In our kitchen when I was growing up we had a wooden armchair which, it was understood, was my mother’s chair. The chair sat beside the stove/cooker in a position from which the farmyard and anyone coming into it could be observed.
Every evening when we were having our tea (dinner was in the middle of the day; lunch hadn’t been invented) my father would carry the chair from its place beside the cooker and set it down at the table for my mother to sit on. He did this throughout their marriage.
As children, we didn't give this ritual a thought. I recalled it recently though when I was reading a piece by therapist and author Terry Gaspard on the importance of small gestures in marriages and, I guess, in any long-term couple relationship.
Avoiding prolonged silences after a fight values words as communication
With couples cooped up together as we have been for so long, the getting-on-each-other’s-nerves-ometer must be going off the scale for people all over the planet. “I only want to be with you” might have felt better as a statement of affection than as an unrelentingly lived experience.
What to do?
Gaspard in her article on the gottman.com blog urges us to think small. Big, rare surprises – the diamond ring inside a box inside a box or the surprise, lockdown-smashing, romantic holiday in Lanzarote – have the disadvantage that because they are big they are rare.
Things you can do a little and often might have a more constant and lasting effect. Hugs, holding hands and kisses count for more because they are part of everyday life. Marriage guru Dr John Gottman suggests six-second kisses (though in light of Irish inhibitions, better make that three seconds).
Note that those examples of hand-holding, hugs and kisses are actions, not words. Romantic and considerate actions have more impact on the well-being of the relationship, according to research quoted by Gaspard.
Which isn’t to say words are unimportant. Listening to your partner venting about his or her work mostly involves words (theirs) and is an act of love especially if you were sitting across the kitchen table from them all day.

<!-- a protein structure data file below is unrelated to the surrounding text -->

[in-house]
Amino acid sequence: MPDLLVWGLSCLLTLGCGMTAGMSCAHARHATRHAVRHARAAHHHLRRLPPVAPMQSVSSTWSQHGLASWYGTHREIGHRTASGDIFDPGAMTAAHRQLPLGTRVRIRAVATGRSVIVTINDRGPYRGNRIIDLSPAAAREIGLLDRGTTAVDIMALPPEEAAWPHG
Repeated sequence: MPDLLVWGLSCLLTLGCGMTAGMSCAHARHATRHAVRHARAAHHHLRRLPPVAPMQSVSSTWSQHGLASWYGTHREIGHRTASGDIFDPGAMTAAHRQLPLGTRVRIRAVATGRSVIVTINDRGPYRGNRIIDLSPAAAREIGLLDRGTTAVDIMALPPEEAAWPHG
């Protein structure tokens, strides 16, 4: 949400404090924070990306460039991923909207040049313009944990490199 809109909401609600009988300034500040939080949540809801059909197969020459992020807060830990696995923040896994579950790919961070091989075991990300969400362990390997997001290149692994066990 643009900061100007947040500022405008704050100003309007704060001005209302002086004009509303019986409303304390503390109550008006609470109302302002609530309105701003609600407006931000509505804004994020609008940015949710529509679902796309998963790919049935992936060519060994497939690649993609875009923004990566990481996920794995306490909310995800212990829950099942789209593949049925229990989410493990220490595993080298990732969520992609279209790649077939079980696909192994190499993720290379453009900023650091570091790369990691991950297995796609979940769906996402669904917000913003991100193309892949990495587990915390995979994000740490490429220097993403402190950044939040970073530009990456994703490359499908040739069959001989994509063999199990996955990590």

Avoiding prolonged silences after a fight also values words as communication. It doesn’t matter if the words are only about which colour bin is due to go out tonight – if they break those debilitating silences they are golden.
In general a good rule about fights is that what counts isn’t not having them – since they’re inevitable in a relationship – but how long it takes you to get over them, according to Gottman’s (he of the six-second kiss) research.
To all this I would add that discussing differences when you are both in a good mood often works out better than bringing them up when everyone is in a bad temper.
Respecting each other’s need for their own space is also a gesture of love in these times. Maybe your partner wants to go for a walk on their own or to spend time alone in their room. Usually, this isn’t a slight – freedom, space, autonomy all sum up a basic human need and being sensitive to that can make all the difference to your partner’s mood.
This isn’t easy when you have children busily generating wants and needs. If you can somehow manage to create child-free moments for your partner then you’ll be giving your other half a welcome gift of space.
It’s not all about being alone though. One study found that your blood pressure falls when you are with with your partner without anyone else present. Now, if there’s just you and your partner and you’ve been stuck together through two or three lockdowns you might find that hard to believe – you can get too much of a good thing.
But if you have children in the house, and if it can safely be done depending on their age, then instead of turning to the laptops immediately once they’ve vamoosed, maybe you could have a few minutes of us-time.
And if that involves a six-second kiss, good luck to you.